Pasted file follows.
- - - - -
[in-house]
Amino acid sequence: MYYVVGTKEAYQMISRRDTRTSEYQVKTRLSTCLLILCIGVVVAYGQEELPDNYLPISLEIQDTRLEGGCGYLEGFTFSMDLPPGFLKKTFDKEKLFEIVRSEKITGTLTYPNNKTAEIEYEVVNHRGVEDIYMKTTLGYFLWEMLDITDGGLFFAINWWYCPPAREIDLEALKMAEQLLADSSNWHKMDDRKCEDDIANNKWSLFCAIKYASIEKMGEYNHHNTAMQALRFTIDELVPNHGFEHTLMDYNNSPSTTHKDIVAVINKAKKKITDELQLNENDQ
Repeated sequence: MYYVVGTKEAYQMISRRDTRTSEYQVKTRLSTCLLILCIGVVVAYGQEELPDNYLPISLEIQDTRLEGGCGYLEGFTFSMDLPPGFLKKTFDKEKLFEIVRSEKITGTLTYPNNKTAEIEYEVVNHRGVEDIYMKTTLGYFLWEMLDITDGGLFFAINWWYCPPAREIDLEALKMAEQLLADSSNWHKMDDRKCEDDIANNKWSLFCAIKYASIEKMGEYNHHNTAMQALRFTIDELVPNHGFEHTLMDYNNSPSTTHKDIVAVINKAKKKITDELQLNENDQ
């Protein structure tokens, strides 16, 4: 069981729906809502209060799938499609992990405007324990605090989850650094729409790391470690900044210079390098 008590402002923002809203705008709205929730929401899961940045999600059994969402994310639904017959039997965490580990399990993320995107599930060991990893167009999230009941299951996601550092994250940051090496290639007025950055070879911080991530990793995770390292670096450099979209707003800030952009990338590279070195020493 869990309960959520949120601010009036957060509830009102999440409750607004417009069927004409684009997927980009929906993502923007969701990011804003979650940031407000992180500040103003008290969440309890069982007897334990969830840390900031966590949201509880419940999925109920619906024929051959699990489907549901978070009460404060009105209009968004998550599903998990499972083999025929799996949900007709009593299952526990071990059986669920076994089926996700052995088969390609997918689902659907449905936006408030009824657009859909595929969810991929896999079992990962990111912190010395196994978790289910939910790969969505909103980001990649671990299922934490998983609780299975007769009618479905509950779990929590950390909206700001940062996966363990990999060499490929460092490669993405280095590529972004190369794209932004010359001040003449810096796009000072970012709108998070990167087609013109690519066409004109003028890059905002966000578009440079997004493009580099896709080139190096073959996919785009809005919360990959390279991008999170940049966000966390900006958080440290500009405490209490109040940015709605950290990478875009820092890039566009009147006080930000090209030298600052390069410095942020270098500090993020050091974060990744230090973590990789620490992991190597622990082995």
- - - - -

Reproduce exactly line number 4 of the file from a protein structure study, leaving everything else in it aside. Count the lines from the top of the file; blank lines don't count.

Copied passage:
């Protein structure tokens, strides 16, 4: 069981729906809502209060799938499609992990405007324990605090989850650094729409790391470690900044210079390098 008590402002923002809203705008709205929730929401899961940045999600059994969402994310639904017959039997965490580990399990993320995107599930060991990893167009999230009941299951996601550092994250940051090496290639007025950055070879911080991530990793995770390292670096450099979209707003800030952009990338590279070195020493 869990309960959520949120601010009036957060509830009102999440409750607004417009069927004409684009997927980009929906993502923007969701990011804003979650940031407000992180500040103003008290969440309890069982007897334990969830840390900031966590949201509880419940999925109920619906024929051959699990489907549901978070009460404060009105209009968004998550599903998990499972083999025929799996949900007709009593299952526990071990059986669920076994089926996700052995088969390609997918689902659907449905936006408030009824657009859909595929969810991929896999079992990962990111912190010395196994978790289910939910790969969505909103980001990649671990299922934490998983609780299975007769009618479905509950779990929590950390909206700001940062996966363990990999060499490929460092490669993405280095590529972004190369794209932004010359001040003449810096796009000072970012709108998070990167087609013109690519066409004109003028890059905002966000578009440079997004493009580099896709080139190096073959996919785009809005919360990959390279991008999170940049966000966390900006958080440290500009405490209490109040940015709605950290990478875009820092890039566009009147006080930000090209030298600052390069410095942020270098500090993020050091974060990744230090973590990789620490992991190597622990082995």